Chauncey Billups Stays Frosty, Partners to Buy 30 Wendy's Fast Food Restaurants
Fast-food junkies may dream of one day owning a Wendy's restaurant. That's child's play for Chauncey Billups, who now owns 30.
Ben Fox Rubin of The Wall Street Journal (h/t Beyond the Buzzer's Steph) reports the Detroit Pistons star partnered with former NBA player Junior Bridgeman to buy 30 Wendy's franchises in the St. Louis area.
We will assume the images of Frosty shakes, Biggie fries and Baconators are dancing in your head at the moment.
Before you run out to satiate that hunger, let's deliver some particulars from the report.
It seems Bridgeman—a businessman who played in the NBA from 1975 to 1987 for teams such as the Milwaukee Bucks and the Los Angeles Clippers—is the second-largest Wendy's franchisee, claiming at least partial ownership of 196 Wendy's restaurants.
I wonder if he knows Wendy?
Rubin details what's behind the mass purchase for the NBA star and his business partner.
Wendy's last month unveiled plans to sell about 425 company-operated restaurants to franchisees in an effort to concentrate its ownership geographically and reduce total system ownership to 15% from 22%. The plan is expected to be completed by the middle of next year.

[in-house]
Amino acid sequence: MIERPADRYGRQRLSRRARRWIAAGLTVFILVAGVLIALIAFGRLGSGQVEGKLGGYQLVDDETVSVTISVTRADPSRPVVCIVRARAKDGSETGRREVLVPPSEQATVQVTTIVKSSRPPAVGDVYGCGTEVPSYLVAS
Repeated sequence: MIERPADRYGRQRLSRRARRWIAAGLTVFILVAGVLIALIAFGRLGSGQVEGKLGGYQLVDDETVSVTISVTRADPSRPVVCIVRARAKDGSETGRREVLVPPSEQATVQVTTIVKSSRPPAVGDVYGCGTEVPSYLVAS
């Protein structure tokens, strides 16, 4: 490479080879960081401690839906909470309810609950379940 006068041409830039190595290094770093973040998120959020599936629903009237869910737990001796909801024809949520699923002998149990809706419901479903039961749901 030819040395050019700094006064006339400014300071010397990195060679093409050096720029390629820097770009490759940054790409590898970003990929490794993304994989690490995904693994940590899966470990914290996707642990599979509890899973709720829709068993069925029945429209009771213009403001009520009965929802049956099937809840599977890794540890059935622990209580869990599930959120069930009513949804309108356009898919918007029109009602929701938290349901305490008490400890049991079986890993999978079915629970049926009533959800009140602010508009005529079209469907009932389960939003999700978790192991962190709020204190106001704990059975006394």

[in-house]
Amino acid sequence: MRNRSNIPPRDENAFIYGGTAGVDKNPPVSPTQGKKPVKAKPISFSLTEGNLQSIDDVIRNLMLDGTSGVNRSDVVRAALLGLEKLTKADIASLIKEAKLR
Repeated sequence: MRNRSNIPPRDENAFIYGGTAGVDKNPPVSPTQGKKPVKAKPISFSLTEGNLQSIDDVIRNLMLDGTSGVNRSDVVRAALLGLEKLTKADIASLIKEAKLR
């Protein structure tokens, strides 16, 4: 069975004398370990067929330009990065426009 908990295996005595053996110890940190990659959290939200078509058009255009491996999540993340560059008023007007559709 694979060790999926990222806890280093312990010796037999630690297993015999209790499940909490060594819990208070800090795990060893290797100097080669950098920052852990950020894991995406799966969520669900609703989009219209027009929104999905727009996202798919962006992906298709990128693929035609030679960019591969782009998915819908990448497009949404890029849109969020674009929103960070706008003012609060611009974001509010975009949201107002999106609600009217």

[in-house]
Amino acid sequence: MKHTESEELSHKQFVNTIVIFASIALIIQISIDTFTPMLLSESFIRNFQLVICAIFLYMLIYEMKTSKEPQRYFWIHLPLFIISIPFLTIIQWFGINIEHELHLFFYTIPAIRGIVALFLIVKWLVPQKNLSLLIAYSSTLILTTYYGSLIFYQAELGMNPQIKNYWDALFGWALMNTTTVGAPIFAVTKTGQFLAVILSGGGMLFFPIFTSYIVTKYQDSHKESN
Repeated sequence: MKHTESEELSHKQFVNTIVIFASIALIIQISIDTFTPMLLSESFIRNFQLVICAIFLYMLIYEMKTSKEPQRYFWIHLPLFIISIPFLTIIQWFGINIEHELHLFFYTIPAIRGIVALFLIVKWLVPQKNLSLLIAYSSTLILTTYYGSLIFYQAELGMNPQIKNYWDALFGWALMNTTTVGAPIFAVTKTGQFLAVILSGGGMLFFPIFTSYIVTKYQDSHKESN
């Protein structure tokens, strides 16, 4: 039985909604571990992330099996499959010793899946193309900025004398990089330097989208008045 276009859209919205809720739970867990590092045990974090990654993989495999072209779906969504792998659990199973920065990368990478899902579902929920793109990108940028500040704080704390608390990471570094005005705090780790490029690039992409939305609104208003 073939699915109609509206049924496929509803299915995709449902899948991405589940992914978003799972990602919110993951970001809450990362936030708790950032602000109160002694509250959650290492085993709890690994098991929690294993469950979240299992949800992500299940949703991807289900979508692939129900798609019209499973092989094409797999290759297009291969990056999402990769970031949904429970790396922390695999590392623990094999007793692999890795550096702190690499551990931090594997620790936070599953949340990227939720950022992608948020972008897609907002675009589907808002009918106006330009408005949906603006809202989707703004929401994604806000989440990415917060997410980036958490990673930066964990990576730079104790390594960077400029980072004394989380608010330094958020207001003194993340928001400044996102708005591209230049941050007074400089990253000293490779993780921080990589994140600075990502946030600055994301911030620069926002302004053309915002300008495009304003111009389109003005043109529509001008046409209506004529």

"We are expanding our relationship with successful, well-capitalized franchisees with strong operating credentials," Wendy's President and Chief Executive Emil Brolick said Tuesday.
While the financial specifics weren't available, the report does state franchise owners had to agree to remodeling efforts for some of their restaurants aimed at a new look Wendy's is hoping to bring to its eager eaters.
That seems rather superfluous considering I cannot remember the last time I actually sat down to eat in a Wendy's, opting to hit the drive-thru because fast food is better when it's lazy food.
The report also has some good news for those fast-food junkies who love a good deal. It seems the company is hoping to concentrate on its frugal consumers with a push to the "Right Price, Right Size" portion of their menu.
As long as it maintains its chicken nuggets and chili, I'm happy.
For Billups, he returns to the team he won an NBA championship with back in 2004, signing a two-year deal with the Detroit Pistons this past summer.
So far, there isn't any word from Billups' camp as to his motivation for helping to buy so many franchises. One assumes he is looking to solidify life after basketball.
Now if he really wants to corner the market on delectable diners, he might throw some cash at everyone's favorite place for late-night shame eating: Jack-in-the-Box.
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